Friday, June 01, 2007
woodcut by Johann Christoph Weigel
Today's Gospel reading is Mark 11:11-26. I was ready to hear what I thought of as the prime point of the passage: that "all that you ask for in prayer, believe that you will receive it and it shall be yours "When you stand to pray, forgive anyone against whom you have a grievance, so that your heavenly Father may in turn forgive you your transgressions."
But look at the fig tree story, which is NOT a parable, a little closer. Jesus was hungry and encountered a fig tree that only had leaves, since it was not yet time for figs. He cursed the tree, declaring that it would never bear fruit again! The next day, the tree is found withered to the root, and Jesus teaches the Twelve that whatever they ask for in faith will be done. Presumably, that means that He withered the tree by asking that it happen. Or does it mean that Jesus' desire for food, being a prayer for it to the Father, should have acted upon the tree, causing to produce fruit suddenly out of season? Or?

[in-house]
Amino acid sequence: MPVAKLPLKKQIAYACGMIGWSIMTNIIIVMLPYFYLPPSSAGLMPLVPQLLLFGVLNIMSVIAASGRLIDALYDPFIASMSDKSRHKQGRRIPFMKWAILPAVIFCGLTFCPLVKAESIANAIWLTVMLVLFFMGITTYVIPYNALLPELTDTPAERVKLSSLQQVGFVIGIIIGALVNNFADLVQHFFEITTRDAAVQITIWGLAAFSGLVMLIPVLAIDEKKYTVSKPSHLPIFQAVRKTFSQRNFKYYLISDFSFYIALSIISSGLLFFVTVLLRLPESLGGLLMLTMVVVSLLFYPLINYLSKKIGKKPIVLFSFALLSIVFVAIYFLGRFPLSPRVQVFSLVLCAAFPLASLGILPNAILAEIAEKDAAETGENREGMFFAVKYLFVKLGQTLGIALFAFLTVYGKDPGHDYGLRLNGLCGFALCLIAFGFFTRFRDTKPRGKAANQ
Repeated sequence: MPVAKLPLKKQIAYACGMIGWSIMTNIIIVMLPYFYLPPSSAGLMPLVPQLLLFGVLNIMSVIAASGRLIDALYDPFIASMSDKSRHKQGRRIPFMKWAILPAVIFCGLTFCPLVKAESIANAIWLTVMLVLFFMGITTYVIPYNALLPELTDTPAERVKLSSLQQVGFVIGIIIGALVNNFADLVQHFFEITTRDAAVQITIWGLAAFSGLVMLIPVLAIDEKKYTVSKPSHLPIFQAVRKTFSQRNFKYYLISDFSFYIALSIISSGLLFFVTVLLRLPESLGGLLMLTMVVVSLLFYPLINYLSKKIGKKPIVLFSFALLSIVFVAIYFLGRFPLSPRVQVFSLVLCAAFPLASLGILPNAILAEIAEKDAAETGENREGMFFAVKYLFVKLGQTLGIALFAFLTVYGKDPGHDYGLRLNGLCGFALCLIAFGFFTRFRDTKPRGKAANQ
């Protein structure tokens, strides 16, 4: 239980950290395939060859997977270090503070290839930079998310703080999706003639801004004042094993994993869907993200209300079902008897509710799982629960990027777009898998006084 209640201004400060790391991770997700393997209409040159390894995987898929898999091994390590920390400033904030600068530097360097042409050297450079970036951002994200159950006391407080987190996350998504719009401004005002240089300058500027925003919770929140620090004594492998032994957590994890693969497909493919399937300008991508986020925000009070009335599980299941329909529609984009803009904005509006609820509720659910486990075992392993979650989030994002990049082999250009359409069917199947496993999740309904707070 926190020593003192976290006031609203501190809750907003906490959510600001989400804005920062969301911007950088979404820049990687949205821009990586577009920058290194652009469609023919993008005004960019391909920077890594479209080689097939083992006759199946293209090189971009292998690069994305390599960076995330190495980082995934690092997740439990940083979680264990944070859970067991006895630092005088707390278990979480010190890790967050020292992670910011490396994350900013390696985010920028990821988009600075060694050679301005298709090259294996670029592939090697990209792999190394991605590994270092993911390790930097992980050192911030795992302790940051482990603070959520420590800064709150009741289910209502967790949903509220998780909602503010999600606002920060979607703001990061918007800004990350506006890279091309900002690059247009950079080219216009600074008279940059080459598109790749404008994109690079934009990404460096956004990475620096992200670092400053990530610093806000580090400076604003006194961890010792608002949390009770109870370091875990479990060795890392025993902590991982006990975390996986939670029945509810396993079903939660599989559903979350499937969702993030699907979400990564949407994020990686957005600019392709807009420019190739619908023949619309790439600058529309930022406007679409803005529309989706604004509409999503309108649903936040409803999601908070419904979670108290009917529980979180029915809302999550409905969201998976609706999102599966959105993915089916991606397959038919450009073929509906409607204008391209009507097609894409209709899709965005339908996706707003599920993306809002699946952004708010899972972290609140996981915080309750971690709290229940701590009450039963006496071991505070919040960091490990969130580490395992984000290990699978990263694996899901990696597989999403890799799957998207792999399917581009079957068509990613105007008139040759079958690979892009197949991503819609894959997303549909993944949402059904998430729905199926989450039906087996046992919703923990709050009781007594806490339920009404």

I used to think of that phrase "nothing but leaves" as a serious warning for those who flourish within the life of the Church, but bear none of the fruit of the Holy Spirit. They sink their roots into the life of the Church, but make no fruit, set no seed. But why the detail about Jesus cursing a tree that wasn't even supposed to have fruit yet? Seems unfair, as unfair as the last-minute guest at the king's banquet who was found to be without a wedding garment. (Setting aside the apologetics arguments about the garment being the garment of baptism - I agree that this is an appropriate description, but the invitation to the unbaptized still brings the same swift trip to the outer darkness.)
Jesus is never unfair, so I'm missing the point here.